Legendary biologist and two-time Lasker laureate Dr. Sydney Brenner will present the inaugural Lasker Lecture, “Reading the Human Genome: Genes and Brains,” Monday, Nov. 16, 3-4:30 p.m. in Pelton Auditorium.
A great intellectual challenge for biology in the 21st Century will be to reconstruct the genomes of long-vanished organisms, and to unveil detailed, intricate paths of evolution. Brenner will speak on what the human genome sequence can tell us about our structure and us. Following Brenner's lecture, Dr. Marc Van Gilst will present "The New Genetics of Metabolism and Disease." Van Gilst is a Hutchinson Center basic scientist who studies how dietary intake affects metabolism.
Created by the Lasker Foundation as an annual event, the lectures will explore fundamental scientific questions and elucidate topics of pressing interest in medical research and clinical practice. The Lasker Lectures may also cover important topics in public health or discuss aspects by which public service can advance scientific practice.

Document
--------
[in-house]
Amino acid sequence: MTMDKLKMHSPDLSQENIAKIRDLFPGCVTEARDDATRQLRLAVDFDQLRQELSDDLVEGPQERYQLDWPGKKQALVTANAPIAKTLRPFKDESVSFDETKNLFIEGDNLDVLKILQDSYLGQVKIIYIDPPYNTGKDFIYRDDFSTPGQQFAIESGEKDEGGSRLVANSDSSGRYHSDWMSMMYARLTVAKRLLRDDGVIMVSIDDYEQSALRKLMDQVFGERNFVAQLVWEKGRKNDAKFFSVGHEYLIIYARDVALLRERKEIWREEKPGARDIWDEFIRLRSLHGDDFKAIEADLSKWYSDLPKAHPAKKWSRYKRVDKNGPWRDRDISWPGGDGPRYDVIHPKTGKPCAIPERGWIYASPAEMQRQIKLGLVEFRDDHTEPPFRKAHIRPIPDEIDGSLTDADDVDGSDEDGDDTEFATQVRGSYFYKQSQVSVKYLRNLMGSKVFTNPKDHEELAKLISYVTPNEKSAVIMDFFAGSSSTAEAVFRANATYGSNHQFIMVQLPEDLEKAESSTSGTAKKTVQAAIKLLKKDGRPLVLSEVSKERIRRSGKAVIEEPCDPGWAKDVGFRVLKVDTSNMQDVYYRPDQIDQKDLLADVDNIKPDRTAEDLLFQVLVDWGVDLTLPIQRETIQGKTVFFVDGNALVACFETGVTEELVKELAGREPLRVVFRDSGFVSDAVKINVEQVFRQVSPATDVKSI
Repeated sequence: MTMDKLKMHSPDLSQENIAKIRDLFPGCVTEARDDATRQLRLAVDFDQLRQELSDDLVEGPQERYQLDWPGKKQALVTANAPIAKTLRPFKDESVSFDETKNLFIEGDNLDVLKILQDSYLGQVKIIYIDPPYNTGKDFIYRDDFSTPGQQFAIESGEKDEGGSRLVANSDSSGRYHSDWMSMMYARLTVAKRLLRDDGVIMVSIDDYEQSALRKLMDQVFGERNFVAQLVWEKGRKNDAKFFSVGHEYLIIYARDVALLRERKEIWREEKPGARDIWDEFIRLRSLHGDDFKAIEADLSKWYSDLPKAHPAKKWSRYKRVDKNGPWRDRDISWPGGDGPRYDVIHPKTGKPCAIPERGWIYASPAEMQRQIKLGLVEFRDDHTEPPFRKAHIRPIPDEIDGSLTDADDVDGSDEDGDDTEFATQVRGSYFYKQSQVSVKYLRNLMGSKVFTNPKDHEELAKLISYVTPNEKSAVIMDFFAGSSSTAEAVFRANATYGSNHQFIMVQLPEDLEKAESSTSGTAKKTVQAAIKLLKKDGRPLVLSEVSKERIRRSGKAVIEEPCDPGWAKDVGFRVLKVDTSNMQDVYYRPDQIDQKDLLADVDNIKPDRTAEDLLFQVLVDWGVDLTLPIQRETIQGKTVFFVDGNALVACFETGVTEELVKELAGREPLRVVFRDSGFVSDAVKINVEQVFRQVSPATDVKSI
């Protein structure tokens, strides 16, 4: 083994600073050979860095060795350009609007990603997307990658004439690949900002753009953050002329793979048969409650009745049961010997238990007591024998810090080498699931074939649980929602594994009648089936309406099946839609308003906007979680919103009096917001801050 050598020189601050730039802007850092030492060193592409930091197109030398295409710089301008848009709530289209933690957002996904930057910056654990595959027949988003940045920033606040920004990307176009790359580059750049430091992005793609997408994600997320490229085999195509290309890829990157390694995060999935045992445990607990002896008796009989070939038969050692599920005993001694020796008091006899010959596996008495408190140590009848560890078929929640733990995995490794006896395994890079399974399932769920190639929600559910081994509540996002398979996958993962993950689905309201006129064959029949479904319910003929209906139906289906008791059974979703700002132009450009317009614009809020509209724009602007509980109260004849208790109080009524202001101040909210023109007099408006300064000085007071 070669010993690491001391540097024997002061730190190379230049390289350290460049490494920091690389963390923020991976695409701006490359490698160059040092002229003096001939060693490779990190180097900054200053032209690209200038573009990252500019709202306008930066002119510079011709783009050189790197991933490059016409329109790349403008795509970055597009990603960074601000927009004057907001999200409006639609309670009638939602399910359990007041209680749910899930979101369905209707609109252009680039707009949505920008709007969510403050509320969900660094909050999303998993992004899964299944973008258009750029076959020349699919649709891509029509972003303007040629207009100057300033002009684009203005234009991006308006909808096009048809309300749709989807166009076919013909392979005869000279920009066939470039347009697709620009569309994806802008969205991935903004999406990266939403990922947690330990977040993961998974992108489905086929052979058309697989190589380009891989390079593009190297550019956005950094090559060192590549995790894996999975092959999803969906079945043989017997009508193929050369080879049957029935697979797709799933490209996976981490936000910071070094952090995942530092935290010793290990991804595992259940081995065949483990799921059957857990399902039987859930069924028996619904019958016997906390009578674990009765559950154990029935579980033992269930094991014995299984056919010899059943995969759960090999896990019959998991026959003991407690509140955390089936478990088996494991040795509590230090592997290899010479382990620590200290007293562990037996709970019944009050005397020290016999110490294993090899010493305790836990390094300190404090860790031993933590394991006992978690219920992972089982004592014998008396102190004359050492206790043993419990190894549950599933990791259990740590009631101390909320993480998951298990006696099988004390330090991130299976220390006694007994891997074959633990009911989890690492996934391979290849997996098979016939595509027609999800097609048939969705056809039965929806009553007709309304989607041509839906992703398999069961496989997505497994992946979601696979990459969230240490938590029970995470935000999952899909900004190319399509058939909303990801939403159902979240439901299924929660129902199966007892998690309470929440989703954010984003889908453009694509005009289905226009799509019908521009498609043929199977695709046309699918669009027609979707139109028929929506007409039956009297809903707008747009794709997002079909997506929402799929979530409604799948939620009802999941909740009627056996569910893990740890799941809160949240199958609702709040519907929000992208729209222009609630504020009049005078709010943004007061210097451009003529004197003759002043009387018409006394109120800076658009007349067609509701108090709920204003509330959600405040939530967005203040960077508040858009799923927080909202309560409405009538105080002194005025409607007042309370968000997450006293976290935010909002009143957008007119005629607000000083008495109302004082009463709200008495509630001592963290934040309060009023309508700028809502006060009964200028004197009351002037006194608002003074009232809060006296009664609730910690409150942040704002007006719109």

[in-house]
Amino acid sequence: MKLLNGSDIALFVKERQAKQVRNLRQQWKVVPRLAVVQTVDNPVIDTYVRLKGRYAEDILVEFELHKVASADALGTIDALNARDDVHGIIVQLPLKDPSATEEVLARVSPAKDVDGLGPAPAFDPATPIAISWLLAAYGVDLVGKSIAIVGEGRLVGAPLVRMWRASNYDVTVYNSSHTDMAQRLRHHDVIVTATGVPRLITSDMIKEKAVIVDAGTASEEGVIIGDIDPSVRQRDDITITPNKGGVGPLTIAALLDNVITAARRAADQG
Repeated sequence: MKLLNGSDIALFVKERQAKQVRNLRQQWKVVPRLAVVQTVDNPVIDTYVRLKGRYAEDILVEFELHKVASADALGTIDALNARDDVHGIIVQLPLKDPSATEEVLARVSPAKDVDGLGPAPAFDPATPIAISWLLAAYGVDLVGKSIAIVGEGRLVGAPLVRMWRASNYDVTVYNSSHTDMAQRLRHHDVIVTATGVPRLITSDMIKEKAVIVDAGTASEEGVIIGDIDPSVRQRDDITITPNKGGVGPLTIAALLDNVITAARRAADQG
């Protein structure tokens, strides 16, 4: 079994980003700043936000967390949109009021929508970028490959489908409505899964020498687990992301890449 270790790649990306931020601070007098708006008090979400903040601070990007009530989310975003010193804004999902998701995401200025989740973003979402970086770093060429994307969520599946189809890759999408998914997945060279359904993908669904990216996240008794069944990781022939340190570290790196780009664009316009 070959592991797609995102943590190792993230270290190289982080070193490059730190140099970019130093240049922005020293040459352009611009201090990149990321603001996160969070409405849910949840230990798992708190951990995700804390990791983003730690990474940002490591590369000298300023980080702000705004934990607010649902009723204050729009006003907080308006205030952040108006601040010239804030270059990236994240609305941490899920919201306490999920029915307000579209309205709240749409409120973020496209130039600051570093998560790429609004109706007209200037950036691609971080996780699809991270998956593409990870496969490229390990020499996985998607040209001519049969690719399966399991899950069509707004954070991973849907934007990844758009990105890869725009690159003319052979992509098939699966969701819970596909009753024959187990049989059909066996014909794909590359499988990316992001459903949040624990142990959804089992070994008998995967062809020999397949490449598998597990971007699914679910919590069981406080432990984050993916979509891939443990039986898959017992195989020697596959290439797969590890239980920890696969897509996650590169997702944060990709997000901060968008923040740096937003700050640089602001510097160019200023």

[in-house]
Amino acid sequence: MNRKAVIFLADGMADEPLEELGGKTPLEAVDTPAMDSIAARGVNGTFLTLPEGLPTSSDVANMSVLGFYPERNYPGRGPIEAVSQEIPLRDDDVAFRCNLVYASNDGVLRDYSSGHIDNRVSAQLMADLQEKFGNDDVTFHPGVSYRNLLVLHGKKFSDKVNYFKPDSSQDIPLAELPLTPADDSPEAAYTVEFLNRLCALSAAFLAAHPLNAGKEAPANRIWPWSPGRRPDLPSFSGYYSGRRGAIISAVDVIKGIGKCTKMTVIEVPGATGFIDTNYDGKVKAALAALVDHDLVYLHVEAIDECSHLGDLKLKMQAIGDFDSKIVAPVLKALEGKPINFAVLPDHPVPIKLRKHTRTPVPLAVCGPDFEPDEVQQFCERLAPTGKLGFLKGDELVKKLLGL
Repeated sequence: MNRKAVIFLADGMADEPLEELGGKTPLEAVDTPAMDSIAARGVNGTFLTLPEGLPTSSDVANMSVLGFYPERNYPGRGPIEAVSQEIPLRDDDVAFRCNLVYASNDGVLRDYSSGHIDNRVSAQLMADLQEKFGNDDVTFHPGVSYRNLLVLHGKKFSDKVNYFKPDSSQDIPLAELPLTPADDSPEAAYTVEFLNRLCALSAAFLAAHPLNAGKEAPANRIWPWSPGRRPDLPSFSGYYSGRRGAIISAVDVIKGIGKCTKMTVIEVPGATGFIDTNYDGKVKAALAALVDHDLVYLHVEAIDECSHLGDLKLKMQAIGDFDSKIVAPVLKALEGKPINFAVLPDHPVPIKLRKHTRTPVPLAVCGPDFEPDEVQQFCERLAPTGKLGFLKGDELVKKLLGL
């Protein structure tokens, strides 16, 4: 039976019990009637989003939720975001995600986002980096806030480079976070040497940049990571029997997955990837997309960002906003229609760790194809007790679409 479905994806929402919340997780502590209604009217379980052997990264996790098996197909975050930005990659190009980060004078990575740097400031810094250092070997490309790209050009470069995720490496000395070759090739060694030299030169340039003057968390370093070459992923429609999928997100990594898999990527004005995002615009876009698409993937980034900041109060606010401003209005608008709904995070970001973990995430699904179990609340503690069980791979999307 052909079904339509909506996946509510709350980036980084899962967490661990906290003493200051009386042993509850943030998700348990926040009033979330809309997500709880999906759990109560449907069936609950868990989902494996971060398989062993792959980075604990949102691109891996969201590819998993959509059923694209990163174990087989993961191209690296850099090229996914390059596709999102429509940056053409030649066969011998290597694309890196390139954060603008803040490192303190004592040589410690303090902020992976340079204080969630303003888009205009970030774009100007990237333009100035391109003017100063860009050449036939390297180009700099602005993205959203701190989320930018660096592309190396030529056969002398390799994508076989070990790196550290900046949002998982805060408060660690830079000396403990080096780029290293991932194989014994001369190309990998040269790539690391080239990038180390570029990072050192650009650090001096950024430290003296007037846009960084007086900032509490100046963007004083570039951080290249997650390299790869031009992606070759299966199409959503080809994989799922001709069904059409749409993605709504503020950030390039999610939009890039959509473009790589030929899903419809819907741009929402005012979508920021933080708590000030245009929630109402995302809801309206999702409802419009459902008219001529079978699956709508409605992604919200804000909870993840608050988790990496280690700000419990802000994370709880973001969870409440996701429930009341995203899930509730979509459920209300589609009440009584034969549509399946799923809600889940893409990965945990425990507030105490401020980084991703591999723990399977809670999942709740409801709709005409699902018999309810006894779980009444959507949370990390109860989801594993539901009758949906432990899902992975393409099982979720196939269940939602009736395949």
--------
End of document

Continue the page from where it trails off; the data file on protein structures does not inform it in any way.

Each event will consist of a pair of presentations: one by a Lasker Laureate and one by a young researcher. The Foundation will offer the lectures on a rotating basis at top research institutions across the country. Hutchinson Center President and Director Dr. Lee Hartwell is a Lasker laureate; he received the Albert Lasker Basic Medical Research Award (aka "America's Nobel") in 1998, prior to receiving the Nobel Prize in 2001.
Brenner, 2002 Nobel laureate, is president and director of science at the Molecular Sciences Institute at La Jolla and Berkeley and distinguished research professor at The Salk Institute in La Jolla.
All are invited to the lecture, which will be televised in the Sze conference rooms to accommodate overflow from the auditorium. A reception will follow the talk. For those who cannot attend, a video of the lecture will be posted on the Lasker Foundation's Web site and on the Foundation’s YouTube page. For more information, contact Michelle Mudrock at email@example.com or (206) 667-1828.